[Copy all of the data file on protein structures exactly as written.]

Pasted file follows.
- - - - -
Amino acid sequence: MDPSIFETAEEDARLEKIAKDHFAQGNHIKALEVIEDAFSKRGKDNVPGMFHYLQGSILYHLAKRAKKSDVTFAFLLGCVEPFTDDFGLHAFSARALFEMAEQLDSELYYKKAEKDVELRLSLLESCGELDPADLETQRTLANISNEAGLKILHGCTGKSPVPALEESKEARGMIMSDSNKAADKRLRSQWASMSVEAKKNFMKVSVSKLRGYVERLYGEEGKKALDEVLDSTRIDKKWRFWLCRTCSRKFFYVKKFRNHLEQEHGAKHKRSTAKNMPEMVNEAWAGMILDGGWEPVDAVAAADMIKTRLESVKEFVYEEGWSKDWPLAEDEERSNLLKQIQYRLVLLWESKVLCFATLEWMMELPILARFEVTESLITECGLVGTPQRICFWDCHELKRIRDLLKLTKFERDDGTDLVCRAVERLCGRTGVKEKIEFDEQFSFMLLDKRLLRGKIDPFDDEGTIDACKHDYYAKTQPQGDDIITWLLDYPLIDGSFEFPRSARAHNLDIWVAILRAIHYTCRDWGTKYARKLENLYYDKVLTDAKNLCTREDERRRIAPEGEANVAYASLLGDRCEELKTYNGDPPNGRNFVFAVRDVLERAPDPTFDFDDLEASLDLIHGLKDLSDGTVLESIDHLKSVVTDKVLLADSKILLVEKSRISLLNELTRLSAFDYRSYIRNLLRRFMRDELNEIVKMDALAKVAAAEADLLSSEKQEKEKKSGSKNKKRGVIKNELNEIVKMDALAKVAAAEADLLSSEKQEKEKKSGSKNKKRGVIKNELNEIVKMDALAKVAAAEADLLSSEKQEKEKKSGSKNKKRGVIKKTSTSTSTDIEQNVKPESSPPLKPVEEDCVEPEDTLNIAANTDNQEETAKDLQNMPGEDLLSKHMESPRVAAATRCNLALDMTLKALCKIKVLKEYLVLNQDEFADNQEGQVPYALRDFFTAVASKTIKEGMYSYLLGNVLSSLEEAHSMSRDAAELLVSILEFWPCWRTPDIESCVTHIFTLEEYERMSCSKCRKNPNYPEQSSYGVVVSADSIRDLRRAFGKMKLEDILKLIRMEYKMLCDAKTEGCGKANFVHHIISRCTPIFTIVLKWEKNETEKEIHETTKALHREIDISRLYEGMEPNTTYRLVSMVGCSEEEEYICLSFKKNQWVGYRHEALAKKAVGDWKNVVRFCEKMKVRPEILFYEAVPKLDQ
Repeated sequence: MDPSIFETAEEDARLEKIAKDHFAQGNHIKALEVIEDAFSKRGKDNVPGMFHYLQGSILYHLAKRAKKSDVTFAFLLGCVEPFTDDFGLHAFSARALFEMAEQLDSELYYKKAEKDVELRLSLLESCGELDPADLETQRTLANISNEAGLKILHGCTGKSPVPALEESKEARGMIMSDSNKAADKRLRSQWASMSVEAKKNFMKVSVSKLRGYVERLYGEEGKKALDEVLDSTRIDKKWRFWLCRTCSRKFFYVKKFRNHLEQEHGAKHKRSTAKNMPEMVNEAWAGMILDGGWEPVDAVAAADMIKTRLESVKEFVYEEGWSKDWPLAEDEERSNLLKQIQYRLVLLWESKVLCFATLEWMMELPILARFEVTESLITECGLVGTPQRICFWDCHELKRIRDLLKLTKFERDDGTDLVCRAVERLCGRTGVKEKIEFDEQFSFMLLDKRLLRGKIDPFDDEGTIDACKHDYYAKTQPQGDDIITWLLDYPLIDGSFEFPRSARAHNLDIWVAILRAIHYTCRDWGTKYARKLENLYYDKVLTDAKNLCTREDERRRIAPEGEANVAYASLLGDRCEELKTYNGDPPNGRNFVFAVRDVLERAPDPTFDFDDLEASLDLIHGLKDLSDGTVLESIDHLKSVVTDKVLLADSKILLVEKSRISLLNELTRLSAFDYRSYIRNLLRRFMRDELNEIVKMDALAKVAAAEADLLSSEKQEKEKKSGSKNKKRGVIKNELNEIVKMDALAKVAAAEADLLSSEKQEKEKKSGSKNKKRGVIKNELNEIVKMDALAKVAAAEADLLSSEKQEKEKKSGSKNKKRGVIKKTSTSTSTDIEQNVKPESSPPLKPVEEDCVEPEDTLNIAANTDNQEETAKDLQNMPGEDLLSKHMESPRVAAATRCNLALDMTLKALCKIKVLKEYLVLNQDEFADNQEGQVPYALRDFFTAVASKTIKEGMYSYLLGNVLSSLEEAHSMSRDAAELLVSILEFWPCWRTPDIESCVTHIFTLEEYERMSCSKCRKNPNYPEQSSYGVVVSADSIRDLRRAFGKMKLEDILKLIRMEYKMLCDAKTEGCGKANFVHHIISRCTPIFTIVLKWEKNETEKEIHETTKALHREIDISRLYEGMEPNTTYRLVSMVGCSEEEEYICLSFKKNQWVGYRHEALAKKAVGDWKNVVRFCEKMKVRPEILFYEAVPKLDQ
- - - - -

Amino acid sequence: MDPSIFETAEEDARLEKIAKDHFAQGNHIKALEVIEDAFSKRGKDNVPGMFHYLQGSILYHLAKRAKKSDVTFAFLLGCVEPFTDDFGLHAFSARALFEMAEQLDSELYYKKAEKDVELRLSLLESCGELDPADLETQRTLANISNEAGLKILHGCTGKSPVPALEESKEARGMIMSDSNKAADKRLRSQWASMSVEAKKNFMKVSVSKLRGYVERLYGEEGKKALDEVLDSTRIDKKWRFWLCRTCSRKFFYVKKFRNHLEQEHGAKHKRSTAKNMPEMVNEAWAGMILDGGWEPVDAVAAADMIKTRLESVKEFVYEEGWSKDWPLAEDEERSNLLKQIQYRLVLLWESKVLCFATLEWMMELPILARFEVTESLITECGLVGTPQRICFWDCHELKRIRDLLKLTKFERDDGTDLVCRAVERLCGRTGVKEKIEFDEQFSFMLLDKRLLRGKIDPFDDEGTIDACKHDYYAKTQPQGDDIITWLLDYPLIDGSFEFPRSARAHNLDIWVAILRAIHYTCRDWGTKYARKLENLYYDKVLTDAKNLCTREDERRRIAPEGEANVAYASLLGDRCEELKTYNGDPPNGRNFVFAVRDVLERAPDPTFDFDDLEASLDLIHGLKDLSDGTVLESIDHLKSVVTDKVLLADSKILLVEKSRISLLNELTRLSAFDYRSYIRNLLRRFMRDELNEIVKMDALAKVAAAEADLLSSEKQEKEKKSGSKNKKRGVIKNELNEIVKMDALAKVAAAEADLLSSEKQEKEKKSGSKNKKRGVIKNELNEIVKMDALAKVAAAEADLLSSEKQEKEKKSGSKNKKRGVIKKTSTSTSTDIEQNVKPESSPPLKPVEEDCVEPEDTLNIAANTDNQEETAKDLQNMPGEDLLSKHMESPRVAAATRCNLALDMTLKALCKIKVLKEYLVLNQDEFADNQEGQVPYALRDFFTAVASKTIKEGMYSYLLGNVLSSLEEAHSMSRDAAELLVSILEFWPCWRTPDIESCVTHIFTLEEYERMSCSKCRKNPNYPEQSSYGVVVSADSIRDLRRAFGKMKLEDILKLIRMEYKMLCDAKTEGCGKANFVHHIISRCTPIFTIVLKWEKNETEKEIHETTKALHREIDISRLYEGMEPNTTYRLVSMVGCSEEEEYICLSFKKNQWVGYRHEALAKKAVGDWKNVVRFCEKMKVRPEILFYEAVPKLDQ
Repeated sequence: MDPSIFETAEEDARLEKIAKDHFAQGNHIKALEVIEDAFSKRGKDNVPGMFHYLQGSILYHLAKRAKKSDVTFAFLLGCVEPFTDDFGLHAFSARALFEMAEQLDSELYYKKAEKDVELRLSLLESCGELDPADLETQRTLANISNEAGLKILHGCTGKSPVPALEESKEARGMIMSDSNKAADKRLRSQWASMSVEAKKNFMKVSVSKLRGYVERLYGEEGKKALDEVLDSTRIDKKWRFWLCRTCSRKFFYVKKFRNHLEQEHGAKHKRSTAKNMPEMVNEAWAGMILDGGWEPVDAVAAADMIKTRLESVKEFVYEEGWSKDWPLAEDEERSNLLKQIQYRLVLLWESKVLCFATLEWMMELPILARFEVTESLITECGLVGTPQRICFWDCHELKRIRDLLKLTKFERDDGTDLVCRAVERLCGRTGVKEKIEFDEQFSFMLLDKRLLRGKIDPFDDEGTIDACKHDYYAKTQPQGDDIITWLLDYPLIDGSFEFPRSARAHNLDIWVAILRAIHYTCRDWGTKYARKLENLYYDKVLTDAKNLCTREDERRRIAPEGEANVAYASLLGDRCEELKTYNGDPPNGRNFVFAVRDVLERAPDPTFDFDDLEASLDLIHGLKDLSDGTVLESIDHLKSVVTDKVLLADSKILLVEKSRISLLNELTRLSAFDYRSYIRNLLRRFMRDELNEIVKMDALAKVAAAEADLLSSEKQEKEKKSGSKNKKRGVIKNELNEIVKMDALAKVAAAEADLLSSEKQEKEKKSGSKNKKRGVIKNELNEIVKMDALAKVAAAEADLLSSEKQEKEKKSGSKNKKRGVIKKTSTSTSTDIEQNVKPESSPPLKPVEEDCVEPEDTLNIAANTDNQEETAKDLQNMPGEDLLSKHMESPRVAAATRCNLALDMTLKALCKIKVLKEYLVLNQDEFADNQEGQVPYALRDFFTAVASKTIKEGMYSYLLGNVLSSLEEAHSMSRDAAELLVSILEFWPCWRTPDIESCVTHIFTLEEYERMSCSKCRKNPNYPEQSSYGVVVSADSIRDLRRAFGKMKLEDILKLIRMEYKMLCDAKTEGCGKANFVHHIISRCTPIFTIVLKWEKNETEKEIHETTKALHREIDISRLYEGMEPNTTYRLVSMVGCSEEEEYICLSFKKNQWVGYRHEALAKKAVGDWKNVVRFCEKMKVRPEILFYEAVPKLDQ